It is worth remembering that the entire Walmart business strategy goes back to Sam Walton’s “10 rules for building a success”:
- Commit to your business;
- Share your profits with all your associates, and treat them as partners;
- Motivate your partners;
- Communicate everything you possibly can to your partners;
- Appreciate everything your associates do for the business;
- Celebrate your success;
- Listen to everyone in your company;
- Exceed your customers’ expectations;
- Control your expenses better than your competition;
- Swim upstream.
Walmart’s Business Model Canvas
Walmart’s Customer Segments
Walmart’s customer segmentation is mainly accomplished due to its primary low-price strategy. Therefore, its customers tend to be people who are looking for low-cost but good quality products, whether they are low-income people or just looking for the best cost-benefit.
Walmart’s Value Propositions
The value proposition of Walmart is a reflection of its business policy: Providing its customers with a wide variety of products, at the lowest price and in the most convenient way possible.
Walmart’s channels are widely known: the brick-and-mortar stores themselves, their website, their mobile app, social and mass media.
Walmart’s Customer Relationships
Walmart’s customer relationship is also entirely based on its value proposition — cheap, good and varied merchandise, easily accessible, and with the best service. For this, the processes are as automated and simplified as possible.
Walmart’s Revenue Streams
- Retail Sales
Walmart’s Key Resources
Walmart’s biggest key resources are its own brick-and-mortar stores, its distribution, and storage system, its virtual infrastructure, with the e-commerce store and the mobile app, and, of course, its human resources.
Walmart’s Key Activities
Walmart’s key activities include, first, buying and delivering goods, while controlling the costs involved. In addition, the company invests in customer service, inventory control, and distribution management.
Walmart’s Key Partners
Walmart’s key partners are certainly its suppliers, as they are the ones that allow the company’s value proposition to be delivered, by guaranteeing low-cost products and services, as well as access to different parts of the world.
Walmart’s Cost Structure
Walmart’s cost structure is certainly not “lean”, as it has more than 11,000 stores (including supercenters) worldwide. However, its operations involve a financial discipline that allows reducing such costs to the maximum, so that these savings can be passed on to the final customer.
- Albertsons: A food and drug retailer;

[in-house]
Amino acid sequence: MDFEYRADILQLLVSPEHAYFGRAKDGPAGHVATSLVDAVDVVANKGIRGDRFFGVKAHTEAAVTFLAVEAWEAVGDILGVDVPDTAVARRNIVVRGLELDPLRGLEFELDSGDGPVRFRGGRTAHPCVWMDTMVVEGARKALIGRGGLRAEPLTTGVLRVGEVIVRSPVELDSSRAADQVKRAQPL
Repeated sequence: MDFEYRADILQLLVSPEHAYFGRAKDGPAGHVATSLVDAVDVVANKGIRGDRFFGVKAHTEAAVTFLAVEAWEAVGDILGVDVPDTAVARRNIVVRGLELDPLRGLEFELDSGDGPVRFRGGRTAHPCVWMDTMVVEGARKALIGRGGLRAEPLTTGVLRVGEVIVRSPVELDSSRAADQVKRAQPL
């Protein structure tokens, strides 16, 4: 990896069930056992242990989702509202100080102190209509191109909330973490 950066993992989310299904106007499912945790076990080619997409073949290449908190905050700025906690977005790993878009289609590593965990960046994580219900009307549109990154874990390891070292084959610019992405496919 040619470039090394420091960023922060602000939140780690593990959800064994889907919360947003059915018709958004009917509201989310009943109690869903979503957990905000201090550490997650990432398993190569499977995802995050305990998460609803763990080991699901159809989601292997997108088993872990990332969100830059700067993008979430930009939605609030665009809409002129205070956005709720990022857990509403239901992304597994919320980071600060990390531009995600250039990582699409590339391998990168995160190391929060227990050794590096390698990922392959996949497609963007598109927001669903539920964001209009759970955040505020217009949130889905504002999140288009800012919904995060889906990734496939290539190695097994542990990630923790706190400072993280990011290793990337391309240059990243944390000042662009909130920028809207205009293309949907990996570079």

- Alibaba: E-commerce that operates in retail and wholesale;
- Amazon: The biggest online retailer in the world;
- Ascena Retail Group: An American retailer of apparel for women and tween girls;
- Carrefour: The global leader in the food retail industry, it operates and manages supermarkets, retail stores, cash and carry stores, e-commerce websites, and convenience stores, among others;
- Costco: A wholesale company with membership discount warehouses;
- eBay: An online auction and e-commerce platform that allows people and businesses to buy and sell goods and services;
- Giant Eagle: An American supermarket chain;
- Home Depot: A home improvement company selling garden products, house improvement products, and building materials;
- IKEA: A retail and wholesale company that designs and sells ready-to-assemble furniture, kitchen appliances, and home accessories, among others;
- Kroger: A company that produces and processes food products for sale in supermarkets, besides operating drugstores, convenience stores, retail food stores, jewelry stores, etc.;
- Lowe’s: A home improvement retailer that offers products for construction, maintenance, repair, remodeling, and decorating;
- Target: A merchandise retailer that sells foodstuffs and general products.
Walmart’s SWOT Analysis
Below, there is a detailed swot analysis of Walmart:
- Brand: It is possibly the most recognized retail brand in the world, with millions of visitors every day.
- Global presence: Acquisitions and expansion all over the world is a great success;
- Low Prices: It is one of the cheapest shopping places on the planet;
- Supply chain: Walmart counts on a global supply chain and logistics system to ensure its distribution;
- Human Resources: Walmart invests heavily in training, developing, and managing its employees;
- Resource management: It successfully manages its information systems, supply chain, distribution facilities, in all its units;
- Market power: Its global reach and strong name have ensured its market power over suppliers and competitors.
- Working conditions: Walmart has received some criticism when it comes to the workforce, such as low wages and poor working conditions;
- Profit margins: Its cost leadership strategy leads to thin profit margins for the business;
- Imitation: Walmart’s business model can be easily copied by its rivals.
- Expansion: It can reach or increase its presence in markets such as China, the Middle East, and Latin America;
- Alliances: It has a strong name to make partnerships with other major firms, or it can acquire small companies;
- Human Resources: As the workforce is one of the greatest assets, bringing innovation can build an interesting opportunity;
- Quality standard: Sometimes low cost means low quality. It can improve its quality standards to keep and attract new customers.
- Controversies: Walmart has been involved in some controversies, like a lawsuit for selling fake craft beer;
- Legal issues: Different political and legal issues can become a threat when operating in other countries;
- Competition: As the biggest retailer in the world, Walmart is always targeted by its competitors, which keep trying to overcome its performance;
- New entrants: Many small and online companies have entered the market offering similar products at similar prices;
- Technical problems: Customers have already complained about disorganization and technical issues with Walmart.com.
It can be seen that even though Walmart’s business model is always seeking to update itself on the market and available technologies, the base of its business remains grounded on the initial idea of its founder about half a century ago: making people happy, by spending little.
With a giant chain of stores, a worldwide operation, and a team of more than 2 million workers, Walmart keeps in harmony between the beliefs of its founders, business strategies, and, above all, the experience and satisfaction of its audience.